Hillsborough Mayor Pro Tem Matt Hughes was recently appointed to North Carolina’s Juvenile Justice Planning Committee, a part of Gov. Roy Cooper's Crime Commission.
The Crime Commission advises the governor and North Carolina legislators on crime and justice issues. The committee focuses on providing resources for juveniles involved in the justice system and programs for at-risk youth.
Hughes has served on the Hillsborough Board of Commissioners since 2018 and will be up for reelection next year. He said he will serve on the Juvenile Justice Planning Committee for the rest of Gov. Cooper’s term and that he hopes to be reappointed by the next governor.
Hughes said more support is needed for juveniles than adults within the criminal justice system. This support can prevent re-offending juveniles and other young people from getting involved in criminal activity, he said.
"I'm thinking of it in terms of both reacting to the situations we have and then also looking at it from a proactive standpoint of ensuring that there is multi-agency cooperation to ensure that kids don't end up in these situations to begin with," Hughes said.
A large part of his work on the committee is implementing the Raise the Age law, which stopped 16 and 17-year-olds from automatically being charged as adults. Before this legislation passed in 2019, North Carolina was the last state to charge this group as adults.
Hughes said he has always had an interest in juvenile justice. Beginning in 2013, he worked for Action for Children North Carolina, now known as NC Child, where he worked with legislators and helped push for the Raise the Age law.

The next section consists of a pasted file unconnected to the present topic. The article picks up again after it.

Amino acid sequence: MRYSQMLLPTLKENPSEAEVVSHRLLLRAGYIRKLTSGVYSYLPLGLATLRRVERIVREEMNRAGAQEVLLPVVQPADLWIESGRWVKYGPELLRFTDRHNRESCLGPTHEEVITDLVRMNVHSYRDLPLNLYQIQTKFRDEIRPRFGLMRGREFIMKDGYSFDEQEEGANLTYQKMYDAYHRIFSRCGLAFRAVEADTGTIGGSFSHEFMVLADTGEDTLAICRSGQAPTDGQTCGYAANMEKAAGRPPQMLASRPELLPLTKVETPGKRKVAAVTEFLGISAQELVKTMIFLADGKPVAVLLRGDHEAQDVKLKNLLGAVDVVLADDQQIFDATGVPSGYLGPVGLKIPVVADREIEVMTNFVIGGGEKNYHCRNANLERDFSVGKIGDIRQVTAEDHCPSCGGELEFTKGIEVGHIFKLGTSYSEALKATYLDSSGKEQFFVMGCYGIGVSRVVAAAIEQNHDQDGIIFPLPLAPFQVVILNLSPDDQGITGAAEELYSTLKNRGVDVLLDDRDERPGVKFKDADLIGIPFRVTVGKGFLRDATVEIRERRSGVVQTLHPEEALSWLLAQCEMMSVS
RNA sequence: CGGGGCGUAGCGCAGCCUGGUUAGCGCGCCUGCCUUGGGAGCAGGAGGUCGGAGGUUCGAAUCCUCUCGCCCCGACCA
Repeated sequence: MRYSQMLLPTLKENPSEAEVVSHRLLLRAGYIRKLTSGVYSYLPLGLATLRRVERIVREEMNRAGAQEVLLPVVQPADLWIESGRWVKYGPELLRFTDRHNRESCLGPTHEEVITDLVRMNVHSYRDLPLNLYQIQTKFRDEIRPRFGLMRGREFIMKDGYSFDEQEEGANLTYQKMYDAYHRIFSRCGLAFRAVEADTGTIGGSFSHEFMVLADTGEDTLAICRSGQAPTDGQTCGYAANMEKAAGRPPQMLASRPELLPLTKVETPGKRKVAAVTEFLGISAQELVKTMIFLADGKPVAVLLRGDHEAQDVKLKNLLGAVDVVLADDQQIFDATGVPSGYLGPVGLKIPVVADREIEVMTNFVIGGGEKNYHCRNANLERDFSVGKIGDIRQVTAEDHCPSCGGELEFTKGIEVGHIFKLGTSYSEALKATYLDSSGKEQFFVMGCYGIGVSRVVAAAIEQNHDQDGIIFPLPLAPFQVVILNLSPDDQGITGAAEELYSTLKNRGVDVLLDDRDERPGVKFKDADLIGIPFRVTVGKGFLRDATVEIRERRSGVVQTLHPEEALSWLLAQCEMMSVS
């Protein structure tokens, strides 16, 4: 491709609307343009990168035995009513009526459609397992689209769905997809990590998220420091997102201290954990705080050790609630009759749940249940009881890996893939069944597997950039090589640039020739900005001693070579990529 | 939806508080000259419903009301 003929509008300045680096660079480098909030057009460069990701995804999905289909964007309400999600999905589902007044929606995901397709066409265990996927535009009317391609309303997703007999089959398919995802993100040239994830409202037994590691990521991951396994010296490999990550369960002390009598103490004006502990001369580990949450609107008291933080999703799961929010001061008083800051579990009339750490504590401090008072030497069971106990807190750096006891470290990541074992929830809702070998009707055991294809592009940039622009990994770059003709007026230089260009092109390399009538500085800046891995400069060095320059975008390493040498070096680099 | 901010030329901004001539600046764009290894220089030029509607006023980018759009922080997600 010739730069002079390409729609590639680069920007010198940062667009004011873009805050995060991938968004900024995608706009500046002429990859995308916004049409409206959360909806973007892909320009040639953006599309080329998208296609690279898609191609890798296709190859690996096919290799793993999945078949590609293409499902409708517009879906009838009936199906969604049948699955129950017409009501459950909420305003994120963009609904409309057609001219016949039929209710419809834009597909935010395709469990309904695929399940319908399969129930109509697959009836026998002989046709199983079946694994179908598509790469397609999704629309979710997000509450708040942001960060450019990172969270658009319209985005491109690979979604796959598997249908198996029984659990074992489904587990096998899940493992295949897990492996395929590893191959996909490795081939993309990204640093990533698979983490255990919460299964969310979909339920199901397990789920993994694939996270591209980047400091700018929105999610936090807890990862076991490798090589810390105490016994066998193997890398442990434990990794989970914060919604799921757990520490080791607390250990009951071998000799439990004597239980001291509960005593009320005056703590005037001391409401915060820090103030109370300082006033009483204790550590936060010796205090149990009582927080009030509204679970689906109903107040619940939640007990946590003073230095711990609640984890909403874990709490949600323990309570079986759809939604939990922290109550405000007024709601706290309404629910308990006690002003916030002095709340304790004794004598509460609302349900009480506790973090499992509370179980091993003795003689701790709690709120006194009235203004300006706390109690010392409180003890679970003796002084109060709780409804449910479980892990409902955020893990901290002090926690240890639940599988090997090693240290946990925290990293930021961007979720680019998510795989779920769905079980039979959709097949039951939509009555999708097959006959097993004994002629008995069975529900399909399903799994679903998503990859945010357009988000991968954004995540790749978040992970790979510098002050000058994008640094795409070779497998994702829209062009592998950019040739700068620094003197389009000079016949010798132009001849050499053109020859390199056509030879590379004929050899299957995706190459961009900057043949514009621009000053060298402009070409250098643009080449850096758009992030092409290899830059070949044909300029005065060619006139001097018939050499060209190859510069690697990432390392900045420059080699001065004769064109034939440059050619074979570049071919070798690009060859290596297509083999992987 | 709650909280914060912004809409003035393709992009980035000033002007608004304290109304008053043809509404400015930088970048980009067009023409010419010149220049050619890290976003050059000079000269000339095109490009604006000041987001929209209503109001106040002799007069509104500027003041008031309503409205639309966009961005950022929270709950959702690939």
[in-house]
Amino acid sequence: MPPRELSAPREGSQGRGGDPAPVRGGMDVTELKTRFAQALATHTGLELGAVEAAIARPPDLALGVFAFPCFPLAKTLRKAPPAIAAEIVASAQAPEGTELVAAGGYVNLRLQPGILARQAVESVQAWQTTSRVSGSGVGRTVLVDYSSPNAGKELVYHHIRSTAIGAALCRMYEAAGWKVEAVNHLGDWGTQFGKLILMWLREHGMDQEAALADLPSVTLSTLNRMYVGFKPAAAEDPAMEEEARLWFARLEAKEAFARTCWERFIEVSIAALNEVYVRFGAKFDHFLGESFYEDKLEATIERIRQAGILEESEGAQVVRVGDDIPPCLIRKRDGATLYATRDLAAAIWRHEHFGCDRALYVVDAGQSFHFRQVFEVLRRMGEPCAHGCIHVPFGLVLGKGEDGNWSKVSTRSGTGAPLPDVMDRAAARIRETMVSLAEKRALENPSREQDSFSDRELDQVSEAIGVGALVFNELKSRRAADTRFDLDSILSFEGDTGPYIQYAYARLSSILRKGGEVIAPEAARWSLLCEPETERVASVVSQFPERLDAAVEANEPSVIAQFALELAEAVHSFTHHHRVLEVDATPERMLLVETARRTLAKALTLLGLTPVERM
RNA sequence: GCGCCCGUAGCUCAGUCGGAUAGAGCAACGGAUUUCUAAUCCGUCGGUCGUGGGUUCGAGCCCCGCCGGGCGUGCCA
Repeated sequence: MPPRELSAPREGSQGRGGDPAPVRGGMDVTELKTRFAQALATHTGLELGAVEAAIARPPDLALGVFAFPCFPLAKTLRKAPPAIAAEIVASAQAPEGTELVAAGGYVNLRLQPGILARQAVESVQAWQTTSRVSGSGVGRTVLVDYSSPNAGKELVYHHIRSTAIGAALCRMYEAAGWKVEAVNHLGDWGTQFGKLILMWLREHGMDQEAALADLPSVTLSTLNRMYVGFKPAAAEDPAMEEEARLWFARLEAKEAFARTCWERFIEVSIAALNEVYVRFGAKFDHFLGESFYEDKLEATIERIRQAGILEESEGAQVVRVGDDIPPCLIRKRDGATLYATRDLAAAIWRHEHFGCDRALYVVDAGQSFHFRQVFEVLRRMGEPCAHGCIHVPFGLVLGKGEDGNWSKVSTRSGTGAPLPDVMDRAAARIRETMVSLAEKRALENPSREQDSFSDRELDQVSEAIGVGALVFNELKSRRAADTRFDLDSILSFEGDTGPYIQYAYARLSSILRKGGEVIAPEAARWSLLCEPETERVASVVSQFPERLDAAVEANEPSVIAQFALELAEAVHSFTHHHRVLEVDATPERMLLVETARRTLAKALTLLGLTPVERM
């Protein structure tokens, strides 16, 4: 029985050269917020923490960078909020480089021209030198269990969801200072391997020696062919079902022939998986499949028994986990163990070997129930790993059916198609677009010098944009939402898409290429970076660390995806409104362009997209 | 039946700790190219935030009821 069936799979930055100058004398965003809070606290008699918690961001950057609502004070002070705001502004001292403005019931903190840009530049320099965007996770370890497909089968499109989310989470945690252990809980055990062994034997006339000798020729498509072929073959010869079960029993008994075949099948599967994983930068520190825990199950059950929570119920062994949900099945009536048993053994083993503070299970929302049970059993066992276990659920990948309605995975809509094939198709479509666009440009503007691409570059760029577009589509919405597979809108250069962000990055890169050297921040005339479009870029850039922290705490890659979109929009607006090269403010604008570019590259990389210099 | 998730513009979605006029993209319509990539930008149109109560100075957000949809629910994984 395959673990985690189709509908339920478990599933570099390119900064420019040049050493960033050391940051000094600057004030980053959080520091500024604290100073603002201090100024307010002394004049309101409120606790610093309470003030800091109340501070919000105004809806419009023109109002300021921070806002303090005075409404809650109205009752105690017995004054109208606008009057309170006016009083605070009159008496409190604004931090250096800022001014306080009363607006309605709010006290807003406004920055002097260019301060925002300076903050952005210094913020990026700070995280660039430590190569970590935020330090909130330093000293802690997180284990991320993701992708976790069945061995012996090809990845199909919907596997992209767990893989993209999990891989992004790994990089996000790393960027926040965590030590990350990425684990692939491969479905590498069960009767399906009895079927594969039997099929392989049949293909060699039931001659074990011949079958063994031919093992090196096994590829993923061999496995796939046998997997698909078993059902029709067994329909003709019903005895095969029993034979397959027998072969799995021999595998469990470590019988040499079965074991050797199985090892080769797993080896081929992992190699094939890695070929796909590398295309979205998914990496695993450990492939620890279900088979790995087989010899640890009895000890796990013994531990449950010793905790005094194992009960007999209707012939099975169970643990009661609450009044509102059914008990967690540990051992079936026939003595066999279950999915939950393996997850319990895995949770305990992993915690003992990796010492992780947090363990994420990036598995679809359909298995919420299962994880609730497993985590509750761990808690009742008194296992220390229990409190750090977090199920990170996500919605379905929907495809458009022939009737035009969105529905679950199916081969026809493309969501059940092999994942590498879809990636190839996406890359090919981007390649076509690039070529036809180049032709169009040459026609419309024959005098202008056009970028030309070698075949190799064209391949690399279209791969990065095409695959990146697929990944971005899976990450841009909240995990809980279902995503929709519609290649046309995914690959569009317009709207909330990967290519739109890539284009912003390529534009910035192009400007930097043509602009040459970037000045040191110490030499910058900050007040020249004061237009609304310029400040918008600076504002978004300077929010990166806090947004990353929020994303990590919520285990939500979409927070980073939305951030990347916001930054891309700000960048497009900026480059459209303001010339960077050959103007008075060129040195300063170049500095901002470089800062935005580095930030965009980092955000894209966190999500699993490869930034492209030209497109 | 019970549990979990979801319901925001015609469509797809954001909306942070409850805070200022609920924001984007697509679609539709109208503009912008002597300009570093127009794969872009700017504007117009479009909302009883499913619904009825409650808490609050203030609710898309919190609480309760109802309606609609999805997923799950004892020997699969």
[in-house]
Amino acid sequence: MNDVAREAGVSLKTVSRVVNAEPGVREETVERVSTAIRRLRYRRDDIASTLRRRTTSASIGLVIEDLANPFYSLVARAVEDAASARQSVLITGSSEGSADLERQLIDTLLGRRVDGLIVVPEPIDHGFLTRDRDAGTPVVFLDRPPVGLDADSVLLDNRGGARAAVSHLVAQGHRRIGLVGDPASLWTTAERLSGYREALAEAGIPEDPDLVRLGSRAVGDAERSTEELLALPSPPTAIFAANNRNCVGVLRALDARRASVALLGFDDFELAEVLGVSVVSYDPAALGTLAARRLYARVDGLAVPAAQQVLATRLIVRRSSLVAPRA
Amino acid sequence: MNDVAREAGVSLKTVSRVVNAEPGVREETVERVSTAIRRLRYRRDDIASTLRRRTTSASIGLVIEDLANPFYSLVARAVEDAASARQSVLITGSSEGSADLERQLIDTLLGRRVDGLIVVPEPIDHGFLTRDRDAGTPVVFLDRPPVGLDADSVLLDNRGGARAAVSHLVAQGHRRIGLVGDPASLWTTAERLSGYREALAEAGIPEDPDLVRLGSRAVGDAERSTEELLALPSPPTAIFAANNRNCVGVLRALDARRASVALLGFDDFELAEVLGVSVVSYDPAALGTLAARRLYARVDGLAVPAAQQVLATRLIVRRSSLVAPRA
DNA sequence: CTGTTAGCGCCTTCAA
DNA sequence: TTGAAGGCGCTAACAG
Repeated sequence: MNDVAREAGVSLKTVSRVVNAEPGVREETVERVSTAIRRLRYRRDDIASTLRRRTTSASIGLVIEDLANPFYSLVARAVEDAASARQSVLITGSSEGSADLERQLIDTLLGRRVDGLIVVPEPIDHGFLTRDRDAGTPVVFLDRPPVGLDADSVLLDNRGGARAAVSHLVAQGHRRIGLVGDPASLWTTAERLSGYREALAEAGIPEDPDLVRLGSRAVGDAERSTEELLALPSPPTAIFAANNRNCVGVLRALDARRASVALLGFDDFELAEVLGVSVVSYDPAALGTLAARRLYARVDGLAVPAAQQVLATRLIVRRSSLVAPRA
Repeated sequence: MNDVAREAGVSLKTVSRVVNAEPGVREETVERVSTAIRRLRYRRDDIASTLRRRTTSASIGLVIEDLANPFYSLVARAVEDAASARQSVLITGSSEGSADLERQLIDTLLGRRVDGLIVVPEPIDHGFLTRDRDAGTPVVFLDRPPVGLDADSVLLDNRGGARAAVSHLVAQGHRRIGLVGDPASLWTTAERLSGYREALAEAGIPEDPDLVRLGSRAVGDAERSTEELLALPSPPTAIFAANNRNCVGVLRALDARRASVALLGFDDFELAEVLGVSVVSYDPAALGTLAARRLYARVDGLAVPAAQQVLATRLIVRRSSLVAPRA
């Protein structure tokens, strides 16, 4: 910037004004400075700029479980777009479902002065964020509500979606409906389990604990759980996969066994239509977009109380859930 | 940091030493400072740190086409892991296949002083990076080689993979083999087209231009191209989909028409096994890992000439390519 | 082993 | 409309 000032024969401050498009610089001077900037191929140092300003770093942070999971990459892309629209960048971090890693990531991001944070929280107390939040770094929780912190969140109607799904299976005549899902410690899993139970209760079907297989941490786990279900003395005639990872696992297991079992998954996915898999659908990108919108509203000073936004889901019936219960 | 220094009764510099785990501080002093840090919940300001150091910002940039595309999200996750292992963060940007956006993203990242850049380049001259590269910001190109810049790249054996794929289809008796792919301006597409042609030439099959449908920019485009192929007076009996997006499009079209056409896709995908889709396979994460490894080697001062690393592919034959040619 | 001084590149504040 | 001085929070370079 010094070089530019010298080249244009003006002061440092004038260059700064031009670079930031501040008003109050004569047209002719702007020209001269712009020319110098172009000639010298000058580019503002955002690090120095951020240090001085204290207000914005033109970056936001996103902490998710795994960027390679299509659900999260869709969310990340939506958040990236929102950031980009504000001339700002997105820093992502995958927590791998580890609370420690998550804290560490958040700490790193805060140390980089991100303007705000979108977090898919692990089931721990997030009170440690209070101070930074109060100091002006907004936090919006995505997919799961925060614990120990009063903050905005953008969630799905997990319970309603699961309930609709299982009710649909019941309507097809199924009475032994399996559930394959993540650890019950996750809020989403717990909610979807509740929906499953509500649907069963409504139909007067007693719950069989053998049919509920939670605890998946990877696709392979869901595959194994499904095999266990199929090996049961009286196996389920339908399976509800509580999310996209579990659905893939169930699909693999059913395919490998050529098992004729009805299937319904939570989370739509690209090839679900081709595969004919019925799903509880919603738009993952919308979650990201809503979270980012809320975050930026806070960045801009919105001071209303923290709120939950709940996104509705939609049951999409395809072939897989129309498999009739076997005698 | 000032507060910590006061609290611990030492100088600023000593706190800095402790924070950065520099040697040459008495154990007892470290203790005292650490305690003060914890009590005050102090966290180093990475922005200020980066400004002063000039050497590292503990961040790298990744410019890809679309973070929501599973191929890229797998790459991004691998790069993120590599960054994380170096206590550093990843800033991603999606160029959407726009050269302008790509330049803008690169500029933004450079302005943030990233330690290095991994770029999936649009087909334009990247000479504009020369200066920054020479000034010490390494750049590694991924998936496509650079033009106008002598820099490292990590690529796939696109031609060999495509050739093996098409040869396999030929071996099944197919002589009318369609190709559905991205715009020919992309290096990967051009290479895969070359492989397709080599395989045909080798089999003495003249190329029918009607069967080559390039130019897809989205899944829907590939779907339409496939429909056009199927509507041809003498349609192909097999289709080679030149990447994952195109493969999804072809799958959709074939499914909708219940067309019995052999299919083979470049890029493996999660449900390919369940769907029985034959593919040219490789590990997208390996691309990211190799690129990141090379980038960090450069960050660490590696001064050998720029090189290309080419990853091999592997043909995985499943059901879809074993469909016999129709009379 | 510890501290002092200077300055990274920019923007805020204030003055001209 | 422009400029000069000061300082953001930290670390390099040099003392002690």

Since the act was passed at the end of 2019, Hughes said he thinks some things were left out of the legislation due to the impacts of the pandemic.
“I think there are probably a lot of improvements to be made and a lot more support services that are required,” Hughes said.
One of the committee's main responsibilities is bringing together stakeholders involved in juvenile justice, Adonicca McAllister, the lead juvenile justice planner, said. She supervises the committee and said it aims to ensure funds are equally distributed across state programs.
“The Juvenile Justice Planning Committee really brings diverse voices together and helps inform the governor and state’s processes on systemic issues like child welfare and child abuse,” McAllister said.
Hillsborough Mayor Jenn Weaver said she thinks Hughes will make a good committee member because he is relatively young and has experience in other organizations that focus on children’s needs.
Weaver said, as a commissioner, Hughes has always been prepared to have thoughtful conversations about important issues.
“Matt really does his homework,” she said.
The problem-solving and creativity required by working in local government are what keep Hughes coming back, as well as a dedication to Hillsborough and public service, he said.
He has lived in Hillsborough his whole life, and his family has lived in Orange County for generations. He said while some people run for local government because they see a problem, he feels a sense of responsibility for the town’s success.
“I ran because I really have a sense of ownership of making sure the community I grew up in continues to thrive,” Hughes said.
He ran for state legislature in the spring and, while unsuccessful, said the experience rekindled his dedication to public service. He will run for reelection as a commissioner next year, but he said it is hard to know exactly what the future holds.
“I really believe you take opportunities as they come at you,” Hughes said.
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